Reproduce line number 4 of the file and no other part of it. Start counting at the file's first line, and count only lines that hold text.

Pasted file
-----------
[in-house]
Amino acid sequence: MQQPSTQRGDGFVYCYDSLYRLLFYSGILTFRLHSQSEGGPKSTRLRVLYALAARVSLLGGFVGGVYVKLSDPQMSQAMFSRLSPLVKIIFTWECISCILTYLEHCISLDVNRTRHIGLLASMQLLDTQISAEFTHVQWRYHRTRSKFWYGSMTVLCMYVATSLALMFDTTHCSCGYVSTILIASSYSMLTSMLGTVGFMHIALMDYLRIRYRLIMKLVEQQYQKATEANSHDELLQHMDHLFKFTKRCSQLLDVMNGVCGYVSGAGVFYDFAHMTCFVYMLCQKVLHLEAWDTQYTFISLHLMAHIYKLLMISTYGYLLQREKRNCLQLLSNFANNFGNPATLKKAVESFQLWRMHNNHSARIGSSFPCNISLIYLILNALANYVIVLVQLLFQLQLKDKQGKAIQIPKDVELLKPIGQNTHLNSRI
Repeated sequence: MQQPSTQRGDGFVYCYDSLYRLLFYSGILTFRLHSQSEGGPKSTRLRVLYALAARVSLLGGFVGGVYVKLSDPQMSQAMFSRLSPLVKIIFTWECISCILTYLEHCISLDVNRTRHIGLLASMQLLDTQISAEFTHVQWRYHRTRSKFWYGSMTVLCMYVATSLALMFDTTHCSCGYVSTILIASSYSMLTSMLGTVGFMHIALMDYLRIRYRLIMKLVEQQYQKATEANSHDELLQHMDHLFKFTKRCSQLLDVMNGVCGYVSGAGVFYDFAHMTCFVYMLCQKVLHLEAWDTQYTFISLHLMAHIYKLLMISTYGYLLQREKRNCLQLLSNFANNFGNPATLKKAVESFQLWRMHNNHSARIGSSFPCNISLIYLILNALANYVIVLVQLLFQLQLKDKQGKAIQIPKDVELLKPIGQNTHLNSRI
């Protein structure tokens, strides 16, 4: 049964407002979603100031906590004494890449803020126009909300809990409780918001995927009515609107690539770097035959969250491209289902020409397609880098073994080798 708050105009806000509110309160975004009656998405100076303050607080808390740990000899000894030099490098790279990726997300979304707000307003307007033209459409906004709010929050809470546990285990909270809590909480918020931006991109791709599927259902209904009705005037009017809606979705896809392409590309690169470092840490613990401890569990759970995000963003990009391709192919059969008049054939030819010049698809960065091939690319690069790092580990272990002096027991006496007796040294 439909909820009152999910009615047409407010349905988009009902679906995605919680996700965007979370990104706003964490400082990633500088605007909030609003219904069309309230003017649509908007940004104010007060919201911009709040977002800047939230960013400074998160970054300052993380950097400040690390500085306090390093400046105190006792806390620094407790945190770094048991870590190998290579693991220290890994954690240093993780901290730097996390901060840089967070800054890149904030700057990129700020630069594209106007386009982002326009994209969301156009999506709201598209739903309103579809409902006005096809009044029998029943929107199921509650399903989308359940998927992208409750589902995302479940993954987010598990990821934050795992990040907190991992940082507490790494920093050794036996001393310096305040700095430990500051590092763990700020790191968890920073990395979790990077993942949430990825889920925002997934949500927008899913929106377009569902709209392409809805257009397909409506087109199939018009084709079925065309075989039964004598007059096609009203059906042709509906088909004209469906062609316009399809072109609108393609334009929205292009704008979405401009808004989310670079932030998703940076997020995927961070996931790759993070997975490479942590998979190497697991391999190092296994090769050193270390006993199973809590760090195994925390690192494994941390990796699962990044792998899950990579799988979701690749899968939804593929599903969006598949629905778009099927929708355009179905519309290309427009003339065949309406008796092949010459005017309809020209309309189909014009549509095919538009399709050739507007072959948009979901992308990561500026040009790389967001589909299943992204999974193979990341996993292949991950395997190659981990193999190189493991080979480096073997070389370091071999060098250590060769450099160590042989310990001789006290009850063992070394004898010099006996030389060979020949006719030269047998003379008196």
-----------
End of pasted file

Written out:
């Protein structure tokens, strides 16, 4: 049964407002979603100031906590004494890449803020126009909300809990409780918001995927009515609107690539770097035959969250491209289902020409397609880098073994080798 708050105009806000509110309160975004009656998405100076303050607080808390740990000899000894030099490098790279990726997300979304707000307003307007033209459409906004709010929050809470546990285990909270809590909480918020931006991109791709599927259902209904009705005037009017809606979705896809392409590309690169470092840490613990401890569990759970995000963003990009391709192919059969008049054939030819010049698809960065091939690319690069790092580990272990002096027991006496007796040294 439909909820009152999910009615047409407010349905988009009902679906995605919680996700965007979370990104706003964490400082990633500088605007909030609003219904069309309230003017649509908007940004104010007060919201911009709040977002800047939230960013400074998160970054300052993380950097400040690390500085306090390093400046105190006792806390620094407790945190770094048991870590190998290579693991220290890994954690240093993780901290730097996390901060840089967070800054890149904030700057990129700020630069594209106007386009982002326009994209969301156009999506709201598209739903309103579809409902006005096809009044029998029943929107199921509650399903989308359940998927992208409750589902995302479940993954987010598990990821934050795992990040907190991992940082507490790494920093050794036996001393310096305040700095430990500051590092763990700020790191968890920073990395979790990077993942949430990825889920925002997934949500927008899913929106377009569902709209392409809805257009397909409506087109199939018009084709079925065309075989039964004598007059096609009203059906042709509906088909004209469906062609316009399809072109609108393609334009929205292009704008979405401009808004989310670079932030998703940076997020995927961070996931790759993070997975490479942590998979190497697991391999190092296994090769050193270390006993199973809590760090195994925390690192494994941390990796699962990044792998899950990579799988979701690749899968939804593929599903969006598949629905778009099927929708355009179905519309290309427009003339065949309406008796092949010459005017309809020209309309189909014009549509095919538009399709050739507007072959948009979901992308990561500026040009790389967001589909299943992204999974193979990341996993292949991950395997190659981990193999190189493991080979480096073997070389370091071999060098250590060769450099160590042989310990001789006290009850063992070394004898010099006996030389060979020949006719030269047998003379008196």